Enhancing naval cooperation with US Navy enables the Indian Navy to efficiently extend the operational reach across the Indo-Pacific. The Indian Navy Ships can avail replenishment from US naval facilities across the Indo-Pacific through the Logistics Exchange Memorandum of Agreement (LEMOA) that was signed in 2016. This is in addition to bilateral logistics support agreements that have been signed by India with several friendly nations over the past couple of years. These agreements enable the Indian Navy to use naval facilities stretched across the Indo-Pacific for replenishment. Some of these important logistics support agreements are as follows:

    • Mutual Logistics Support Agreement (MLSA) with Australia on 4 June 2020.
    • Logistics Support Agreement with Japan on 10 September 2020.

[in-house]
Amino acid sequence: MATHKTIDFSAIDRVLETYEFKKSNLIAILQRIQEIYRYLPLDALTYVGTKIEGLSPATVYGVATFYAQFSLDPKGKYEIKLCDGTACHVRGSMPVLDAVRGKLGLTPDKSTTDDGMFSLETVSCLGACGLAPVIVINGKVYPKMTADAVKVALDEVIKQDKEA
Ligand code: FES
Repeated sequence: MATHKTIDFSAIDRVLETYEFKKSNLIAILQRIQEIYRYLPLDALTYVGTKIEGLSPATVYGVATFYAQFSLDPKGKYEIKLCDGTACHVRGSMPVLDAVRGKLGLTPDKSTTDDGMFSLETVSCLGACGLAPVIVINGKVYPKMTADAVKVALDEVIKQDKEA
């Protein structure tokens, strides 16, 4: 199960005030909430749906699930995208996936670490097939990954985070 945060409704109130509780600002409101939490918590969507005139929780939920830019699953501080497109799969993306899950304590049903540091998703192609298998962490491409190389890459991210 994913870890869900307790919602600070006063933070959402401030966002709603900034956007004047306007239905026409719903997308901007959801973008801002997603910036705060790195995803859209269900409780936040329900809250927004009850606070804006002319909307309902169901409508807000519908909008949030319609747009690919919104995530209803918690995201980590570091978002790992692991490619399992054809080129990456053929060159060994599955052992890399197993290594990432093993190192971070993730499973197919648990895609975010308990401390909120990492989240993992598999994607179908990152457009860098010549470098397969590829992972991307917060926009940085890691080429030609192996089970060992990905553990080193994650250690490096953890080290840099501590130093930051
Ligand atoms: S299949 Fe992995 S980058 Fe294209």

• Military Logistics Agreement with South Korea on 6 September 2019.
    • Agreement for Mutual Coordination, Logistics and Services Support for Naval Ships with Singapore on 1 June 2018.
    • Agreement of Reciprocal Logistics Support with France on 10 March 2018.

    The sharing of information between the armed forces of India and the US is facilitated by the Communication Compatibility and Security Agreement (COMCASA) signed on 6 September 2018. On the other hand, sharing of geo-spatial information between India’s Ministry of Defence (MoD) and the US’ National Geospatial Agency (NGA) is enabled through Basic Exchange Cooperation Agreement (BECA) signed on 27 October 2020. The MoD describes this set of agreements as the blueprint for collaboration between the two nations that are instrumental for achieving a “Free, Open and inclusive Indo-Pacific”. 10 Hence, the strategic weight that Admiral Gilday’s visit to India carries can be regarded as a step forward in achieving greater operational capability for the Indian Navy through enhancing cooperation with the US.

    Views expressed are of the author and do not necessarily reflect the views of the Manohar Parrikar IDSA or of the Government of India.